Savage and Burnsville residents this week joined the outpouring of support for area neighborhoods acutely impacted by the protests, unrest and pain following the death of George Floyd.
Community groups online filled with calls for donations, and various outreach efforts carried support from the south metro to residents in need in Minneapolis and St. Paul.
Locals delivered approximately 8,000 Ziploc bags packed with nutritional snacks and a handwritten message of encouragement to Harriet Bishop Elementary School over the course of three days.
The Harriet Bishop Service Club teamed up with Allan Law, who founded the “Love One Another” nonprofit back in 1967, for the project. Law, widely known in Minnesota as “the Sandwich man” for his work handing out sandwiches at night, will distribute the donations.
Savage resident Seema Pothini, who advises the service club, said families were encouraged to make the snack packs with young children as a way to discuss George Floyd and the aftermath of his death.
Steve Aase, a longtime organization partner supporting Law’s work, said Savage residents’ messages are especially powerful.
“It’s always an incredibly touching and compassionate thing to hand out,” he said. “It’s amazing how much compassion and creativity is out there of all ages.”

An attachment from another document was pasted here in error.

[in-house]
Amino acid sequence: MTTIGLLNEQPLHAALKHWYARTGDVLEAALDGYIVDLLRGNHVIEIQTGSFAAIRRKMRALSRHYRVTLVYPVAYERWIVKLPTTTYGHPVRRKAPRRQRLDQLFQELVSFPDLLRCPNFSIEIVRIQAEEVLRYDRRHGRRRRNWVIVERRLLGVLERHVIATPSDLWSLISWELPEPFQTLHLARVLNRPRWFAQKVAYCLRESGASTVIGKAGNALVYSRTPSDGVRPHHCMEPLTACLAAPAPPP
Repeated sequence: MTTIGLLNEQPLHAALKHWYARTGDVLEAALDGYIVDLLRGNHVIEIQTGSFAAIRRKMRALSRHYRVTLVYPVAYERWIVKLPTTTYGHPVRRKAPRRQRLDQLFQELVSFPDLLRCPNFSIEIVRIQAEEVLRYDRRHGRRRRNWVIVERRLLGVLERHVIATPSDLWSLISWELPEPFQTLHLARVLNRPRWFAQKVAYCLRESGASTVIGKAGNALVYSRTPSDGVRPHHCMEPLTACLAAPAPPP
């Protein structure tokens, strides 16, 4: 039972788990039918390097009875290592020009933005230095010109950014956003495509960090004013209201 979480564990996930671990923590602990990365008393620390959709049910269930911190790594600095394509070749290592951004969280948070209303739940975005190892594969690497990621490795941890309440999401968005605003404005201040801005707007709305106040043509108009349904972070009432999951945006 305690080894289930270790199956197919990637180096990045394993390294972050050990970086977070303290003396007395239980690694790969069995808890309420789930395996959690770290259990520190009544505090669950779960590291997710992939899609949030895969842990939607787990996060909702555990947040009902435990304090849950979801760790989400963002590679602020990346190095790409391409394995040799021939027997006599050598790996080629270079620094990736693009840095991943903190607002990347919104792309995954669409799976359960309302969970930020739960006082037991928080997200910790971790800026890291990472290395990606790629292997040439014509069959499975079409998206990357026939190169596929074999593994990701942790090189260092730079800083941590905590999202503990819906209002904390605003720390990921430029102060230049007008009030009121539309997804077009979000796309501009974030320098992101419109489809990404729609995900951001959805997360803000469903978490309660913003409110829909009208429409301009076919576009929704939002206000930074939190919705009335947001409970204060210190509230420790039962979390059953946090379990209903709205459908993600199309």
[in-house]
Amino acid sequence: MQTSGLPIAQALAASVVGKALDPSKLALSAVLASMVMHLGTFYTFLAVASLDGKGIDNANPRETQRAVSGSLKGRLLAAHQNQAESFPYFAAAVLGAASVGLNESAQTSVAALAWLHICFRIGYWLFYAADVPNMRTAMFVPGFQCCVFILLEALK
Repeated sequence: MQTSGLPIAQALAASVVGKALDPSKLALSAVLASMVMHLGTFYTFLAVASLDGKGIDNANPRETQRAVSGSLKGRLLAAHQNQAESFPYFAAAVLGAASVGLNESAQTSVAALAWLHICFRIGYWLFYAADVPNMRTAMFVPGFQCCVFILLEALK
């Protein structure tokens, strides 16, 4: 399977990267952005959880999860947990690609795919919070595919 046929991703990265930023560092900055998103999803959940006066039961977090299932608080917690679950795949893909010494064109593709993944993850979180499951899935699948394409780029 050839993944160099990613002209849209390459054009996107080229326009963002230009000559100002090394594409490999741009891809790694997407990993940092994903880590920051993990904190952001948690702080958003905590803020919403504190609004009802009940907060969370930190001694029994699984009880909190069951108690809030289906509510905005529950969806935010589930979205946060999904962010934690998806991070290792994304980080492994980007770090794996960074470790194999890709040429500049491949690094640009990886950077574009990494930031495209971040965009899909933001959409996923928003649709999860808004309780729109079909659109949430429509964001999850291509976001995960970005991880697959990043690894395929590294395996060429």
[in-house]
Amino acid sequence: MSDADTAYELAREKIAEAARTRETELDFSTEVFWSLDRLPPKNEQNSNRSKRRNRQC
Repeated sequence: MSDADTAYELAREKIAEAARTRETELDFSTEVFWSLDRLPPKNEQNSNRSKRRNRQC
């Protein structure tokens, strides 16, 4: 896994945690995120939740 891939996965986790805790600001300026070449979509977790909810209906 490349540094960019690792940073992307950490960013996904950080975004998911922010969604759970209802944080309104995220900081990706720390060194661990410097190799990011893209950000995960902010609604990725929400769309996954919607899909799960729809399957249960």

Sanya’s Hope for Children, a Prior Lake-based nonprofit run by eighth-grader Sanya Pirani, is accepting donations until Wednesday, June 10, at 10 a.m. for essential items needed by Minneapolis residents.
A full list of items being collected can be found online at sanyashopeforchildren.org, and monetary donations made online will be matched by a private donor on donations of up to $1,000.
Members of Burnsville Strong, a Burnsville High School student group focused on mentoring and community leadership, also organized to help Minneapolis.
“We do not want to be those people who stay silent and don’t care,” said Marie Hansen, a teacher and adviser to the organization.
In a letter to students, Burnsville Strong’s participating teachers condemned racism, hatred and violence towards Black people or any person of color.
They also stated that experiencing a range of emotions in response to trauma is justified, and students should reach out to a trusted adult for support if needed.
The advisers said they felt “complete horror over watching George Floyd’s murder” and “righteous anger along with the protesters who don’t want this to keep happening.”
Ryan Mokandu, a Burnsville High School senior, urged advisers to take action, Hansen said.
On Thursday, after only 48 hours of planning and collecting, Burnsville Strong members delivered three carloads of donated supplies to Sanctuary Covenant Church in North Minneapolis.
With students spreading the word, donations flooded in from teachers, alumni, students and other community members.
“I’m really proud for that to be one of my last few moments,” Mokandu, who graduated this week, said.
“Students can make a difference,” he added, referencing service club and other student-lead organizations in the district. “These kids are truly making an impact on our community.”